In the Ancient Near Eastern mind, the “heart” was not the seat of emotion (as the English idiom would suggest), but rather was considered the seat of rational thought and “conscious resolve” (Jewish Encylcopedia, 1906, p. 296). When the Bible says “heart,” we need to translate that in our minds as referring to the mind, because in Classical Hebrew the seat of emotions is the mass of “stuff” below the mid-point of the torso, e.g. the intestines, the stomach, the bladder, the bowels, the kidneys, the liver, the spleen, etc.
Elkins and Treu observe the following (p. 221, italics theirs):
“In the Tanakh, the seats of intellect and emotion are a level lower physiologically than in modern times. The heart, not the brain, is the seat of the intellect. The kidneys, not the heart, are the seat of the emotions. Thus, to love G-d with all one’s heart means to do so with one’s mind. The rabbis noticed that the Hebrew word used for heart [in the Shema] is “levav,” instead of the more common “lev.” The double use of the Hebrew letter bet is the source of their idea that one should love God with both human instincts (i.e., both parts of our heart), our positive as well as our negative inclinations, our Yetzer HaTov and our Yetzer HaRa (Talmud, Berakhot 54a).”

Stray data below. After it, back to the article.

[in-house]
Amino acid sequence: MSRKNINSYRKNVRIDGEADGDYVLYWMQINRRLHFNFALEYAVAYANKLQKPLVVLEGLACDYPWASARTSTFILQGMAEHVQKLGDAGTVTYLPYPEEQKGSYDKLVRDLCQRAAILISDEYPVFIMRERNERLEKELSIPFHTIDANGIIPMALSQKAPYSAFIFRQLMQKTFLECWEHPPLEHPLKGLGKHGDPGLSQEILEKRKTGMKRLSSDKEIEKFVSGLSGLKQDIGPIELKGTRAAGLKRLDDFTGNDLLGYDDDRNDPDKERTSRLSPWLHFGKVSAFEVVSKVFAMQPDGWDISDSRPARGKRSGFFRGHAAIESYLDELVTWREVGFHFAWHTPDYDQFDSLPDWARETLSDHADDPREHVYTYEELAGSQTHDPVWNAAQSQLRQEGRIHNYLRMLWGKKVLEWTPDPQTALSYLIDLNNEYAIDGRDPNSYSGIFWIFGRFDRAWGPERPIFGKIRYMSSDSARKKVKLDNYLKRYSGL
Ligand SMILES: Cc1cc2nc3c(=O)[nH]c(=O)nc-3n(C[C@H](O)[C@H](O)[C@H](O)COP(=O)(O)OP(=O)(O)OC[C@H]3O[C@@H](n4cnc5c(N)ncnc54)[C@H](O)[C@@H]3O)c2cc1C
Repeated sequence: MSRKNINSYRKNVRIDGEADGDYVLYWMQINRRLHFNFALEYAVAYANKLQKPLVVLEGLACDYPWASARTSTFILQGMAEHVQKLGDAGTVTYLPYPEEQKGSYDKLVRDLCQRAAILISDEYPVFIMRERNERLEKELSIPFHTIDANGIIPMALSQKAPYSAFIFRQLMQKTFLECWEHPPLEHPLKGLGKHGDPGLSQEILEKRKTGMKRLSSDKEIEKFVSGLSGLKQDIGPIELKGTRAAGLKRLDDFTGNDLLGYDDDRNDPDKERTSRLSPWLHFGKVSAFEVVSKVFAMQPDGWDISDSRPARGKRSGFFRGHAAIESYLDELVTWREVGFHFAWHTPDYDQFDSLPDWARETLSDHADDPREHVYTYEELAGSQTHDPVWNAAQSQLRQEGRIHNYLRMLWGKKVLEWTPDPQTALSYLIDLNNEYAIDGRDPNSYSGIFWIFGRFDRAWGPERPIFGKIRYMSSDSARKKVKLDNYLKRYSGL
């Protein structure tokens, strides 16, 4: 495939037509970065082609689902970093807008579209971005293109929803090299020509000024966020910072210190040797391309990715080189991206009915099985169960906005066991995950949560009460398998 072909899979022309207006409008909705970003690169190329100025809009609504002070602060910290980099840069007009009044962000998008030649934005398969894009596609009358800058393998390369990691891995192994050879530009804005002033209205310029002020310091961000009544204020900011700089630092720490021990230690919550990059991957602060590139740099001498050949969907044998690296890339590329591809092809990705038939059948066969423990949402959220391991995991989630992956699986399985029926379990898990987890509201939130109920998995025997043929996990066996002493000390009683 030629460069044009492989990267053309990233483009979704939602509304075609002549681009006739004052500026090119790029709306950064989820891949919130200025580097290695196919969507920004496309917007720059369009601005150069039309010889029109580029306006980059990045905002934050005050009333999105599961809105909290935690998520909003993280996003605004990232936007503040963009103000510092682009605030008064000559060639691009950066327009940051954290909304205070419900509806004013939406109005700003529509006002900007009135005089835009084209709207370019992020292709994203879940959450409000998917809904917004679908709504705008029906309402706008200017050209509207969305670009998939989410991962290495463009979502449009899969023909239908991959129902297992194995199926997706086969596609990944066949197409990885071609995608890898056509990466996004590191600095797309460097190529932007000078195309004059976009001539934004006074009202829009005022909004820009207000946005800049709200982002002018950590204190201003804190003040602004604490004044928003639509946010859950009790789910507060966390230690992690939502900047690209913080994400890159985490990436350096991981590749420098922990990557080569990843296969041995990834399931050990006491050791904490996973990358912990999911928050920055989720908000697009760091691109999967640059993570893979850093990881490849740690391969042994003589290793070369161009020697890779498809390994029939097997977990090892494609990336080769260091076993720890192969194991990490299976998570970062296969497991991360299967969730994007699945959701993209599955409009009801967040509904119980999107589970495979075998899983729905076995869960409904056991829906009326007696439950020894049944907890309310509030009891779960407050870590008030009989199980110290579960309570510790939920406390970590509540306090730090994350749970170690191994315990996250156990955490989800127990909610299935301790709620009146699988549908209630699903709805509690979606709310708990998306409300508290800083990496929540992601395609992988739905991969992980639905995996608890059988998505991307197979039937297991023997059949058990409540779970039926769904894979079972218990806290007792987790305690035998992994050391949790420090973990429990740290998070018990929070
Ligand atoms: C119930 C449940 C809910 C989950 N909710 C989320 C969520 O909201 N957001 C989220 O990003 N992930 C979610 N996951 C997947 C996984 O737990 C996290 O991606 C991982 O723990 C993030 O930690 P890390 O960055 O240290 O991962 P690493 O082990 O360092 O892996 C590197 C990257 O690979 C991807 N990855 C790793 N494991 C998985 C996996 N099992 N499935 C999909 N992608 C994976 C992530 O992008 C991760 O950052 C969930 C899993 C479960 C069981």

What does this mean for how we understand Scripture and its message?
Consider the “b’rit chadasha” and the debate over whether it is to be translated “new covenant” or “renewed covenant.” With this understanding of “heart,” we can look at Jeremiah 31 and understand that having the Torah written on our hearts (rational thoughts) is another way of stating the exact same thing Joshua 1:8 states: that we are to “meditate on Torah day and night.” Torah is the “vow” section of the one everlasting covenant meted out progressively through Avraham, Moshe, David, Phineas, and Jeremiah (echoed by the author of Hebrews).
- Hermeneutics: The Heart of the Bible (Yiddishkeit 101)
- Dov Peretz Elkins & Abigail Treu, The Bible’s Top 50 Ideas: The Essential Concepts Everyone Should Know (SP Books, 2005).
- Mark Lowry, “Open Heart Surgery” (online: https://youtu.be/t_gBhbRmoXc).